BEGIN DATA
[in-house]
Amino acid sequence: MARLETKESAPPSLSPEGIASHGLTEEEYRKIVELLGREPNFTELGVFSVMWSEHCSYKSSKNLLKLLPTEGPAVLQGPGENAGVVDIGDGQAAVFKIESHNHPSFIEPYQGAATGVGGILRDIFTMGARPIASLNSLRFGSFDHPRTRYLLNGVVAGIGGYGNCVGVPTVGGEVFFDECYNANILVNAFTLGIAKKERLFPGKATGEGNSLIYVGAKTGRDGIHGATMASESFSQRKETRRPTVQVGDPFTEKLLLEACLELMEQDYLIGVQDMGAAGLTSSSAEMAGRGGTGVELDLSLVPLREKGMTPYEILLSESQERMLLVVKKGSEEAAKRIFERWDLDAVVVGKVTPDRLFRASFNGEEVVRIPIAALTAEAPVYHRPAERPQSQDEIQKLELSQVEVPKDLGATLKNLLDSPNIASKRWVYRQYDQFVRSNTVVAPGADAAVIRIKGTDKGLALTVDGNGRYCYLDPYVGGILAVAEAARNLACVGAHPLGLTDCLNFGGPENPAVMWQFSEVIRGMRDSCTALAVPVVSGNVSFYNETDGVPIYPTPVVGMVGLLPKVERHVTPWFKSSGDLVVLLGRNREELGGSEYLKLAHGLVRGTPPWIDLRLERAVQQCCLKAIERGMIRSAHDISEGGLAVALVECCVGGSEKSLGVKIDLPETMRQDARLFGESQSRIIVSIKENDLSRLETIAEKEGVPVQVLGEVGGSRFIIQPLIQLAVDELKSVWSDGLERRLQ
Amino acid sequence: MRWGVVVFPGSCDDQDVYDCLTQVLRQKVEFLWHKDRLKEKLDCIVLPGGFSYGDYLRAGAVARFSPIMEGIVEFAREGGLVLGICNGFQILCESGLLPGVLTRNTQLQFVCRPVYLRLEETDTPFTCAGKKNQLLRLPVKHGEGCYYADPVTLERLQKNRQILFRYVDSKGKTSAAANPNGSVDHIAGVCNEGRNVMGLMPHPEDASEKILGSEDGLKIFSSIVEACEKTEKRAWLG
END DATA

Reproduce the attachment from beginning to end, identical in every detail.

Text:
[in-house]
Amino acid sequence: MARLETKESAPPSLSPEGIASHGLTEEEYRKIVELLGREPNFTELGVFSVMWSEHCSYKSSKNLLKLLPTEGPAVLQGPGENAGVVDIGDGQAAVFKIESHNHPSFIEPYQGAATGVGGILRDIFTMGARPIASLNSLRFGSFDHPRTRYLLNGVVAGIGGYGNCVGVPTVGGEVFFDECYNANILVNAFTLGIAKKERLFPGKATGEGNSLIYVGAKTGRDGIHGATMASESFSQRKETRRPTVQVGDPFTEKLLLEACLELMEQDYLIGVQDMGAAGLTSSSAEMAGRGGTGVELDLSLVPLREKGMTPYEILLSESQERMLLVVKKGSEEAAKRIFERWDLDAVVVGKVTPDRLFRASFNGEEVVRIPIAALTAEAPVYHRPAERPQSQDEIQKLELSQVEVPKDLGATLKNLLDSPNIASKRWVYRQYDQFVRSNTVVAPGADAAVIRIKGTDKGLALTVDGNGRYCYLDPYVGGILAVAEAARNLACVGAHPLGLTDCLNFGGPENPAVMWQFSEVIRGMRDSCTALAVPVVSGNVSFYNETDGVPIYPTPVVGMVGLLPKVERHVTPWFKSSGDLVVLLGRNREELGGSEYLKLAHGLVRGTPPWIDLRLERAVQQCCLKAIERGMIRSAHDISEGGLAVALVECCVGGSEKSLGVKIDLPETMRQDARLFGESQSRIIVSIKENDLSRLETIAEKEGVPVQVLGEVGGSRFIIQPLIQLAVDELKSVWSDGLERRLQ
Amino acid sequence: MRWGVVVFPGSCDDQDVYDCLTQVLRQKVEFLWHKDRLKEKLDCIVLPGGFSYGDYLRAGAVARFSPIMEGIVEFAREGGLVLGICNGFQILCESGLLPGVLTRNTQLQFVCRPVYLRLEETDTPFTCAGKKNQLLRLPVKHGEGCYYADPVTLERLQKNRQILFRYVDSKGKTSAAANPNGSVDHIAGVCNEGRNVMGLMPHPEDASEKILGSEDGLKIFSSIVEACEKTEKRAWLG